Kelley, a professor of marine science at the University of Alaska-Fairbanks (UAF), said this year’s Arctic Division meeting will acknowledge not just the IPY, but a series of similar endeavors in the past, currently underway, or in planning: The 50th anniversary of the International Geophysical Year; the 2007-08 Electronic Geophysical Year; the 2007-08 International Heliophysical Year; and the International Year of Planet Earth, which begins in 2008.
"That's unique," said Kelley. "No matter where you go…you won’t really hear about these others international years. We felt it was necessary to bring attention to them because we have a lot of scientists up here who are engaged in those projects."
Lawrence K. Duffy, executive director of the AAAS Arctic Division, takes a hair sample from a sled dog as part of a study of mercury concentration in Alaskan sled dogs fed meat from wild animals and fish.
The meeting will be dedicated to the memory of the late C.D. Keeling, a chemist at Scripps Institution of Oceanography in La Jolla, Calif., who 50 years ago pioneered efforts to routinely measure levels of carbon dioxide in the atmosphere. His efforts were crucial in helping to increase understanding of how energy plants, combustion engines and other human activity produce greenhouse gases that cause global climate change. Keeling died in 2005, three years after winning the U.S. National Medal of Science.
Albert H. Teich, director of Science and Policy Programs at AAAS, will attend the Anchorage meeting and moderate a roundtable, "Science and Politics." It will explore recent cases in which government officials have sought to suppress or distort research findings, many of them related to climate change. Teich also will have four photographs in “Synthesis,” an art and science exhibition organized in conjunction with the meeting at the International Gallery of Contemporary Art in Anchorage.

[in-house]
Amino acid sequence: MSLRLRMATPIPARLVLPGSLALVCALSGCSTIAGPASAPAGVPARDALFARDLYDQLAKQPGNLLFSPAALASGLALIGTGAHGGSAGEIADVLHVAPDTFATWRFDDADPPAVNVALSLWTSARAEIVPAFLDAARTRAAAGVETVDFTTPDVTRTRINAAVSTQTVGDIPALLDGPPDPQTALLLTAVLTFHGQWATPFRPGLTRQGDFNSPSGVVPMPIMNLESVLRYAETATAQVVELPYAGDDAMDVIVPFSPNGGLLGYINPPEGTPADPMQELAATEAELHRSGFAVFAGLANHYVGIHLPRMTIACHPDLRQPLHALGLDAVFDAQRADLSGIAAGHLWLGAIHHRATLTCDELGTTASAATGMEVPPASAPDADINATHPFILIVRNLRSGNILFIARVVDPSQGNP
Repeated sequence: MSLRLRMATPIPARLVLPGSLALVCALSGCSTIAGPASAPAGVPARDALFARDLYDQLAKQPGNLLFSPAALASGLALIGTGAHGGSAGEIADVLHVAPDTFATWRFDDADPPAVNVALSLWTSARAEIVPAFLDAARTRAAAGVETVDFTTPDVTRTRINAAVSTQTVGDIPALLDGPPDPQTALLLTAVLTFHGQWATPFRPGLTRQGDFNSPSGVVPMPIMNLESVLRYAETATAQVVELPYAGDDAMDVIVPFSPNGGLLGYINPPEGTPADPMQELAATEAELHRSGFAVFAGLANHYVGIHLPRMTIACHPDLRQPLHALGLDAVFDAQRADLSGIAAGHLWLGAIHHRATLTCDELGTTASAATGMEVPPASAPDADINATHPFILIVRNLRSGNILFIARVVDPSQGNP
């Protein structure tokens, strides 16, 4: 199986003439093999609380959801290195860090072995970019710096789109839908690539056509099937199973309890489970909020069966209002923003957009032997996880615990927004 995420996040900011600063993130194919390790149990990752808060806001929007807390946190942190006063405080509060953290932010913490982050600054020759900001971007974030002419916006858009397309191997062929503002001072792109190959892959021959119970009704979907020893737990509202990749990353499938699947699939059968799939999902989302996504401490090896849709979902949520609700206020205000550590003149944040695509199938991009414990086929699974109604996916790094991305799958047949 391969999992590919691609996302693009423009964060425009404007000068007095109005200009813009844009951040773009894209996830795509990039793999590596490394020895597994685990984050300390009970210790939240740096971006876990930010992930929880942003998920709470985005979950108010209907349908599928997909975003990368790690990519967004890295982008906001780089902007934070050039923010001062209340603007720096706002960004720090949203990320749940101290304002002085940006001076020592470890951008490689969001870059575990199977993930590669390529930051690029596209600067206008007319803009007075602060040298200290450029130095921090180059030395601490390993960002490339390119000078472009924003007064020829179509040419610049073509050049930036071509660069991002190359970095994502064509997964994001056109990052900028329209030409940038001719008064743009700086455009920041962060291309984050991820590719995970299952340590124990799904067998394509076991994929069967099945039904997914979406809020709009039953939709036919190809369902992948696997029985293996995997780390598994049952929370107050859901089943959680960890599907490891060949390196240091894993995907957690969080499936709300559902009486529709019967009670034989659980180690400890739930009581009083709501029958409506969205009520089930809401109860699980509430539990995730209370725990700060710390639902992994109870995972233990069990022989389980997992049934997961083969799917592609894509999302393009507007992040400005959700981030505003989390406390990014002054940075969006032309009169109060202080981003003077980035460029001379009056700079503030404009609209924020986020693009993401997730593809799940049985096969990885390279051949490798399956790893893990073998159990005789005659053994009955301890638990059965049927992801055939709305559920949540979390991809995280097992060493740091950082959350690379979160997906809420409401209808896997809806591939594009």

"Science plays a vital role in helping us understand and adapt to the Arctic environment, protect its unique and fragile resources, and learn much from it that may be critical to the future of the whole world," Teich said. "For nearly 60 years, the AAAS Arctic Division has hosted the single most important scientific meeting in the region. It attracts an international who's who of polar studies and other fields of science conducted in the Arctic. Within its region, the Arctic Division serves virtually every part of AAAS's mission—enhancing communication among scientists, promoting responsible use of science, providing a voice for science, and more."
The Arctic Division also plays a valuable role in supporting AAAS's mission because "it attracts young scientists and students from many disciplines," said Duffy, a professor of chemistry and biochemistry at UAF. "They are exposed to the role of scientists in advancing science policy, and AAAS's leadership in advocacy for science and engineering"
AAAS has three other regional divisions: the Pacific, founded in 1915; the Southwest and Rocky Mountain Division, founded in 1920; and the Caribbean, founded in 1985. [Learn more about AAAS’s regional divisions.] AAAS members who live or work within one of the regional divisions are automatically considered division members.
Edward W. Lempinen
7 September 2007